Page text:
A:  The credit insurance industry has been going through a very rapid consolidation. This has been driven by loosening of barriers to trade in many countries, a need to service multinational clients, the increasing use of technology, and the need to find economies of scale. The need to be cost effective is due to competition from inside and outside the industry, and this has put pressure on insurer's margins.

Q: How has deregulation and privatization of the commercial markets in Asia affected the market share of the ECAs?

A:  In Asia, the deregulation of commercial markets is gaining momentum. This means that from an export credit insurers perspective, there are more buyers to know and to cover in Asia. In reality what is happening as well, is that the traditional relatively clear distinction between political and commercial risk is now becoming less and less clear. This will affect the way export credit insurers analyze risk.

For the ECA operating in Asia, whether the ECA is government-owned institution or a privately owned one, deregulation may mean a more competitive environment, but it also means better quality services to Asian exporters. And the government owned agencies are recognizing that through partnerships with leading insurance groups, which give them access to databases, technology, services, and in some cases know how to better look after their own clients.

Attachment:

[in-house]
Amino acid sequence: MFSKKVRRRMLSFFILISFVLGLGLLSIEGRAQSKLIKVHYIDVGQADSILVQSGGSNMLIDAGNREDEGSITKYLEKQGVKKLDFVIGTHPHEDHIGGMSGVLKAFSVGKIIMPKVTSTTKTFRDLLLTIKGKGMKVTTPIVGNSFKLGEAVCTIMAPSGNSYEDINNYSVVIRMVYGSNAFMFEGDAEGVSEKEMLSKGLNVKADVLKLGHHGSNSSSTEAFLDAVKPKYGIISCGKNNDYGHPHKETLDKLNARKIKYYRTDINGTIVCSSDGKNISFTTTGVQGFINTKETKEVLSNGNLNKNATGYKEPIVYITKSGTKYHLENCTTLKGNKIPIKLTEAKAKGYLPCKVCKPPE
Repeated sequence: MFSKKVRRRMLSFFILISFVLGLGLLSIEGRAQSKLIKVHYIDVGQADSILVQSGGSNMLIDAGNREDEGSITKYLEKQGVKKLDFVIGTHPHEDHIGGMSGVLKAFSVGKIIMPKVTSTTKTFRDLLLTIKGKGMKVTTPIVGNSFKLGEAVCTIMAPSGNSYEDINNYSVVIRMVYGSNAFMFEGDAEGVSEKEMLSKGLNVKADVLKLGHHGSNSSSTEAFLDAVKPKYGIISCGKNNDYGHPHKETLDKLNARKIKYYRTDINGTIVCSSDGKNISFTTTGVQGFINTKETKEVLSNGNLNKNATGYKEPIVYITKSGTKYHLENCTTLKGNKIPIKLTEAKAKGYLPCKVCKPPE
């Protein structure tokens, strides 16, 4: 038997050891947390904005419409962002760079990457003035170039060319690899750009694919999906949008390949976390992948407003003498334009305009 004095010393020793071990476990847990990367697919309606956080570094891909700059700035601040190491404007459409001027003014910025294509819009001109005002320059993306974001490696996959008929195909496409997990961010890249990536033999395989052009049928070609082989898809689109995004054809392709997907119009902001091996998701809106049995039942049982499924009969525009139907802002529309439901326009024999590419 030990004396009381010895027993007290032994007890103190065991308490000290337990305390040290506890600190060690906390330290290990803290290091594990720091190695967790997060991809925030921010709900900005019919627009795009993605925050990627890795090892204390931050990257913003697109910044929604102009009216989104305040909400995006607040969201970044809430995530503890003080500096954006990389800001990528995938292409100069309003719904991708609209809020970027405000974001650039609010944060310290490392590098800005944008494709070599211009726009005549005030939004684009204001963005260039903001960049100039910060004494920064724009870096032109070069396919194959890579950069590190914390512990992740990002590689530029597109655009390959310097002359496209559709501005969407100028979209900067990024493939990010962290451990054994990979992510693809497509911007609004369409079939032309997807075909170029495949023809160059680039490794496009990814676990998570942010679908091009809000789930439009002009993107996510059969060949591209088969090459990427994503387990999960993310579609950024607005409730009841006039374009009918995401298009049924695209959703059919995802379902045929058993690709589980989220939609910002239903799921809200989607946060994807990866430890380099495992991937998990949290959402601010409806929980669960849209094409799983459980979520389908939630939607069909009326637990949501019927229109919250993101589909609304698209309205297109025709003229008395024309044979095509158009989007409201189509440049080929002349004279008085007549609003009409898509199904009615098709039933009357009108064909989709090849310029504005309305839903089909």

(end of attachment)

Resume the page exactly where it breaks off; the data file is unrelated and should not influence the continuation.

Q: Capital markets are constantly at the forefront of developing new tools for evaluating, managing and mitigating risks. Private insurance and credit derivatives for example are making inroads as credit enhancement tools. What are ECAs doing to counter such challenges in the market?

A:  We are looking to counter such challenges through innovation as well. Traditional credit insurance markets experienced very little change until the early 1990s. But since then we have a range of new innovations, which have enabled us to manage client's risk. So whilst other products like credit derivatives are an important development and, possibly, will gain more importance, we still feel that we have a more adapted product to manage trade credit risk today. That is not to say that the commercial markets would not come up with something that is just as suited to managing trade risk, but as an industry, we have become more innovative in the last few years.  

Q: Can you elaborate on any innovations?